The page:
Dbq Civil Rights Movement Analysis

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The civil rights movement in the 1960’s had a profound effect on American history. African Americans were long suppressed in this country and finally took a stand to make American citizens follow what the constitution says, “All men are created equal”. This was a long road and bumpy road, though for activists. Goals, strategies, and support often changed and developed based on individual beliefs, although all blacks wanted the progression of their people. During the civil rights movement all activist groups wanted the same rights as white people, but some groups’ goals were a bit varied. In the beginning of the 60’s groups such as SNCC (Student Nonviolent Coordinating Committee) and Martin Luther King Jr. supporters strove to be equal with…show more content…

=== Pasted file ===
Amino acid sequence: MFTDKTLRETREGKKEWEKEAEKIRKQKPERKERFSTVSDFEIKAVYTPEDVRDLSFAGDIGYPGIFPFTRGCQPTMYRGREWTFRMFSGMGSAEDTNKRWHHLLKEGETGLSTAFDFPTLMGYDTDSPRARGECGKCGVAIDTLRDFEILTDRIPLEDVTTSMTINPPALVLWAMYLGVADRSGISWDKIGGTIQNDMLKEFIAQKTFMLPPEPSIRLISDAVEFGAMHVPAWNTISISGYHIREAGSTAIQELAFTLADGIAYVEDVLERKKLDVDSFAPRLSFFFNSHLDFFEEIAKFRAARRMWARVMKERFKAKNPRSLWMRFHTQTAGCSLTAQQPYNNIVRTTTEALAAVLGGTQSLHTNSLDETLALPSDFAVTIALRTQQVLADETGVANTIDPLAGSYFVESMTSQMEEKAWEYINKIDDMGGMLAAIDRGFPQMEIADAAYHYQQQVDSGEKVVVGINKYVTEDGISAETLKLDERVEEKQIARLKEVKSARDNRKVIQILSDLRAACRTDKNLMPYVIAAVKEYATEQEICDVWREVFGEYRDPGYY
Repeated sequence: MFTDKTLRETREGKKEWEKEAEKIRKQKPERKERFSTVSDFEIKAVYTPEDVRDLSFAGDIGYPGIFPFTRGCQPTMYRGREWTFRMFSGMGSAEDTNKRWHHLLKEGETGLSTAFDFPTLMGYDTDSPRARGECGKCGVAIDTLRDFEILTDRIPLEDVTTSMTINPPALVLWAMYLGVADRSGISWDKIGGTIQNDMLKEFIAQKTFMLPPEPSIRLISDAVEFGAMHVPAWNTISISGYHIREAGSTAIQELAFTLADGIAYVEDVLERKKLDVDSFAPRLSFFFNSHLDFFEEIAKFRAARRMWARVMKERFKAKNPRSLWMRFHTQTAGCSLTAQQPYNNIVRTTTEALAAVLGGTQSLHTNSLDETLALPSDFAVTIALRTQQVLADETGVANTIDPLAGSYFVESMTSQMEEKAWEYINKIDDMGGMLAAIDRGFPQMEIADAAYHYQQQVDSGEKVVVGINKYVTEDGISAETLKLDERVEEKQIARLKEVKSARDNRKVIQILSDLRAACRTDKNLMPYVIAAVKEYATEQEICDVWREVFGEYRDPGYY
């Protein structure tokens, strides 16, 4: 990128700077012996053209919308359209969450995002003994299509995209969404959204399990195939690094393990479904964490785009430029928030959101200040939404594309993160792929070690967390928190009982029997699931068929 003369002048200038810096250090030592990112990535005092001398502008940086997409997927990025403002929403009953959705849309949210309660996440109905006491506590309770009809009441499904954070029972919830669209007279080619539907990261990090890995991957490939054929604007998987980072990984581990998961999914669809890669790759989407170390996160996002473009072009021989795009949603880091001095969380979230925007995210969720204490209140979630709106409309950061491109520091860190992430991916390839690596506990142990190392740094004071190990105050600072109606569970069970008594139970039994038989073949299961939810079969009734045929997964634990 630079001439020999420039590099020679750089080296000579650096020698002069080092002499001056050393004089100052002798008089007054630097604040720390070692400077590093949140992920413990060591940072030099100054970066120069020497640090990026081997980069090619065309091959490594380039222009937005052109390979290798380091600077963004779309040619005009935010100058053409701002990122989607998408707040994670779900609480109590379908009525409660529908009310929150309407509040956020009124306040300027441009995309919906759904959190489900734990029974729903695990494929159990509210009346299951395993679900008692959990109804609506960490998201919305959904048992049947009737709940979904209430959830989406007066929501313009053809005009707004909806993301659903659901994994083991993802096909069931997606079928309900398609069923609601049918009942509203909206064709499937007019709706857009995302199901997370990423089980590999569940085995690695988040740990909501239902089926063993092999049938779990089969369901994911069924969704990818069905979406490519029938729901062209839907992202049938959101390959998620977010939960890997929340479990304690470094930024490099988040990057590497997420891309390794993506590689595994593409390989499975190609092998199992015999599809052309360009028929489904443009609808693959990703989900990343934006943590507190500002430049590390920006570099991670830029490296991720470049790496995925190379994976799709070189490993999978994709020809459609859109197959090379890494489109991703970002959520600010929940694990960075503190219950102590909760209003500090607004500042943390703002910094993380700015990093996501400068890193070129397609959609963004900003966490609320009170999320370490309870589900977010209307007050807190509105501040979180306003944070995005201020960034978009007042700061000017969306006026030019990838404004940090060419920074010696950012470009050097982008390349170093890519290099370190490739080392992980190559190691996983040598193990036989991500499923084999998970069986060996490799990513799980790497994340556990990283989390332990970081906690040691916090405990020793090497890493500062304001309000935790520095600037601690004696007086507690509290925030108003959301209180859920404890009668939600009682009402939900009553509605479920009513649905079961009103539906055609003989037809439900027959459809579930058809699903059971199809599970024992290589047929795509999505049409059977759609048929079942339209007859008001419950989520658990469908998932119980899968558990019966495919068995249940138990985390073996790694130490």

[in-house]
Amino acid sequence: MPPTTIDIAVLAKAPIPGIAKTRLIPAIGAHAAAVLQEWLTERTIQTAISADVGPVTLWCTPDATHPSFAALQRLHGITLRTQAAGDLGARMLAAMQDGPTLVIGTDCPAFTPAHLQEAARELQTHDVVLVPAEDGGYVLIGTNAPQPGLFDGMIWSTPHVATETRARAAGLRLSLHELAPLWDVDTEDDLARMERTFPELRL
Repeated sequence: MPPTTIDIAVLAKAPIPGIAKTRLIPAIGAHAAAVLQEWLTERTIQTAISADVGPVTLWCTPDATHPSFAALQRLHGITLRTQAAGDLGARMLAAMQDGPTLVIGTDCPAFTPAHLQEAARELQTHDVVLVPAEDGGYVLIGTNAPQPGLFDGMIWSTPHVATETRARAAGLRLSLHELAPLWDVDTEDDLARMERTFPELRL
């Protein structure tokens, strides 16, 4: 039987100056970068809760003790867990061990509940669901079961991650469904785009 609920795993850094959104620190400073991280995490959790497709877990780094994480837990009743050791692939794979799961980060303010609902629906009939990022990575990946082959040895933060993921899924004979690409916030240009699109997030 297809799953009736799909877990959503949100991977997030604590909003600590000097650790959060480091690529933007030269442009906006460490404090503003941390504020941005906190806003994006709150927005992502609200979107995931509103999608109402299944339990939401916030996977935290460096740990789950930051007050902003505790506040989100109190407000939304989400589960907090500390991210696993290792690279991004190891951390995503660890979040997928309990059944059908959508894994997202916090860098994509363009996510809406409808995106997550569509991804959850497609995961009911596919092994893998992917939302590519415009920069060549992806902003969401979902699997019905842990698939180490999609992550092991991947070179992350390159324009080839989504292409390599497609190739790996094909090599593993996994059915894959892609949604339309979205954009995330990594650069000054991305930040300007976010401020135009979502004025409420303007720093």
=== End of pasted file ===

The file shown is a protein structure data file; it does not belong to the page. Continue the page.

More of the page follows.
At the beginning of the 1960’s support and protection of non-violent black protestors was basically nonexistent. In Birmingham, Alabama, where hate crimes were prevalent, the local law enforcement added to the vicious cruelty. (Dog attacks – Document C) More local and government support was given after Kennedy’s address stating that he supported the civil rights movement. Kennedy also demonstrated his support in Little Rock, Arkansas, when he ordered the state troops, who initially blocked black students from entering school, to escort the new black students safely into the high school. Later President Johnson also got the Civil Rights Act and the Equal Housing Act to pass. Also with the new voting laws in place, federally regulated voting took place. This allowed more African Americans to vote then ever before in history. (62% - Document G) So, as time went on, and blacks persisted in their beliefs and path to freedom, they gained more support. In conclusion, many changes occurred in the goals, strategies, and support of the civil rights movement. Different groups sculpted their beliefs and carried them out accordingly, some violently and some with peace. Although methods were different all African Americans longed the days of equal rights and success in America. If it were not for the bravery, courage, and determination of individuals in that generation, the United States would not be the great country that it is
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